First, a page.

Theory and intervention : a complete analysis for children with learning difficulties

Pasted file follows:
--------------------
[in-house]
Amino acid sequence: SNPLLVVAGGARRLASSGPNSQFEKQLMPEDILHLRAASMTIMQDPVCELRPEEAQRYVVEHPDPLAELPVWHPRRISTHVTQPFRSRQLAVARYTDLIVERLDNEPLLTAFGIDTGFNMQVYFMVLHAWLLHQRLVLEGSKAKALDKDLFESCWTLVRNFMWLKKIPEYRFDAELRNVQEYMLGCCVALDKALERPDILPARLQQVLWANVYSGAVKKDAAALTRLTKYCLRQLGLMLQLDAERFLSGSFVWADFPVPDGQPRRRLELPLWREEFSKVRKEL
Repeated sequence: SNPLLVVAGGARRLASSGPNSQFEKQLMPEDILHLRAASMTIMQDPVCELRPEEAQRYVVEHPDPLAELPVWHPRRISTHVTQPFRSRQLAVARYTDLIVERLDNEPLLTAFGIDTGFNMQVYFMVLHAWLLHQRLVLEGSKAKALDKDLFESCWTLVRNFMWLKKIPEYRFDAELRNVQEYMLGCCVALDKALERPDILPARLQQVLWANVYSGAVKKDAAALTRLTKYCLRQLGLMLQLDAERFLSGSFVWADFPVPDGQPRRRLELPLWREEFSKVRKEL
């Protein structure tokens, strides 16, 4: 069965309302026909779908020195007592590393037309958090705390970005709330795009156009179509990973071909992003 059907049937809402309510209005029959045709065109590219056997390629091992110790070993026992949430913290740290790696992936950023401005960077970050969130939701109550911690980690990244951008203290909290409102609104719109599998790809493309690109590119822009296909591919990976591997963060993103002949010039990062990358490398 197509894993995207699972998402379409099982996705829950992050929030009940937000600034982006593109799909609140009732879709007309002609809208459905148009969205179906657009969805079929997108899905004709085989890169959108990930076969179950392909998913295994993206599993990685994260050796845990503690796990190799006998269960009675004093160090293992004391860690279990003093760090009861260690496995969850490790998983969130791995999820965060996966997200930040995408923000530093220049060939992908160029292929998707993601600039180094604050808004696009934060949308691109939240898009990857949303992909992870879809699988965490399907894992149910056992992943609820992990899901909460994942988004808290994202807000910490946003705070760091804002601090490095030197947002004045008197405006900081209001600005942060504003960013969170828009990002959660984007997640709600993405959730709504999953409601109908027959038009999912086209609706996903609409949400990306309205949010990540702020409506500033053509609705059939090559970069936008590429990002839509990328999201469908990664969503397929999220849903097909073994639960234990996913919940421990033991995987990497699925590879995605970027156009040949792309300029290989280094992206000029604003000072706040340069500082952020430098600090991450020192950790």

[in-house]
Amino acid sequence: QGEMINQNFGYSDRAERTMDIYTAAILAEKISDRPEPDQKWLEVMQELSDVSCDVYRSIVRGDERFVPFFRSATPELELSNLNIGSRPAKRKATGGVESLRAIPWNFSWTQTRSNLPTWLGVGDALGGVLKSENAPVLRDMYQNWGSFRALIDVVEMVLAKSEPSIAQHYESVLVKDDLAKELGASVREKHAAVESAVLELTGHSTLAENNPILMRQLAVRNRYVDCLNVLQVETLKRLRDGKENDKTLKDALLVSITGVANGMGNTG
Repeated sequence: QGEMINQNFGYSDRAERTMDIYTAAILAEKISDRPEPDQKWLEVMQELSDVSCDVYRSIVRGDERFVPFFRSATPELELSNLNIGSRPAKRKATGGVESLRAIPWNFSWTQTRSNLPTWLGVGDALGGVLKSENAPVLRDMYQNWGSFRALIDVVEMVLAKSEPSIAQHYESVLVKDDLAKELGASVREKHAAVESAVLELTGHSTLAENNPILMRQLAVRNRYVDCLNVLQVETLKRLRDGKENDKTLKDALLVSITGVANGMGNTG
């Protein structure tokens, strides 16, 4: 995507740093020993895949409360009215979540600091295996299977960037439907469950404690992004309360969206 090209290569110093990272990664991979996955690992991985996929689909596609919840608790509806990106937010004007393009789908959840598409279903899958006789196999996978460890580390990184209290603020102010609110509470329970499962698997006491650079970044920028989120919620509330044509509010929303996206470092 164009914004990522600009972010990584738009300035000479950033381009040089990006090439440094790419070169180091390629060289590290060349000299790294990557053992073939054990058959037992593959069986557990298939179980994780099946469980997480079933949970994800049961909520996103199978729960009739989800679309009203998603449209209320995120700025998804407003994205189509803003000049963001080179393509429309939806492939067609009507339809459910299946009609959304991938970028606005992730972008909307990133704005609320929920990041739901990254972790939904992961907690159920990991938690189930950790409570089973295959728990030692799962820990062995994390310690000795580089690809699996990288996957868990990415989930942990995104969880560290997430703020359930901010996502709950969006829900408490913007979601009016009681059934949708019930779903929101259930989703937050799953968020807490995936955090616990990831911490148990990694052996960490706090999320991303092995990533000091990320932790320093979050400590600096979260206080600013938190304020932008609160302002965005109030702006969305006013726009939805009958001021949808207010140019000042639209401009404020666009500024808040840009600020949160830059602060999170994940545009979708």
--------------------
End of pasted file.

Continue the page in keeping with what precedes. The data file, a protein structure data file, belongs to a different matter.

The two main aims of the research presented in this thesis are firstly; to develop theoretically valid methods of distinguishing between dyslexic and non dyslexic poor readers (ND-PR) through the use of behavioural tests in a range of primitive skill areas and secondly; to develop and evaluate three intervention programmes for learning disabled children based on sound theoretical principles. The implications of these findings for the traditional discrepancy definition of dyslexia are considered. In the first set of studies, dyslexic and ND-PR were tested at 8 and 10 years of age on a battery of theoretically chosen tests of primitive skills. As expected from the literature, both the dyslexic and ND-PR showed difficulties in phonological skills (Bradley and Bryant, 1983; Snowling et al., 1986; Vellutino, 1979). However, by contrast the dyslexic children also showed difficulties in certain tests of cerebellar dysfunction, whereas the ND-PR did not. This dissociation presents evidence for the cerebellar impairment hypothesis (Nicolson, Fawcett and Dean 1995). Findings give early support for the supposition that the phonological deficit theory may be subsumed within a broader causal framework of cerebellar impairment. Findings also suggest that there is value in retaining the discrepancy definition of dyslexia. The second set of studies compared three types of training on skill acquisition for children of varied ability ages 5 to 6 years. The groups were given systematic training over a period of several weeks using a phonological, motor and arithmetic skill programme. Training was designed for administration by a relatively unskilled instructor. Parents successfully delivered the first training programme, the author the second. Promising results were reported for both small-scale studies. Persistent performance improvement in all training groups were shown in measures of reading and spelling age and IQ, together with cautious evidence of skill transfer. Interpretation of the results suggests that each of the training programmes had generic value for metacognition. The findings provide a demonstration of both the effectiveness and cost-effectiveness of this type of structured and regular training intervention with young children, particularly those with learning difficulties. Implications for both the phonological and cerebellar impairment hypotheses are discussed. It is proposed that a motor skill training programme in conjunction with a phonological training programme has potential in any home/school based intervention.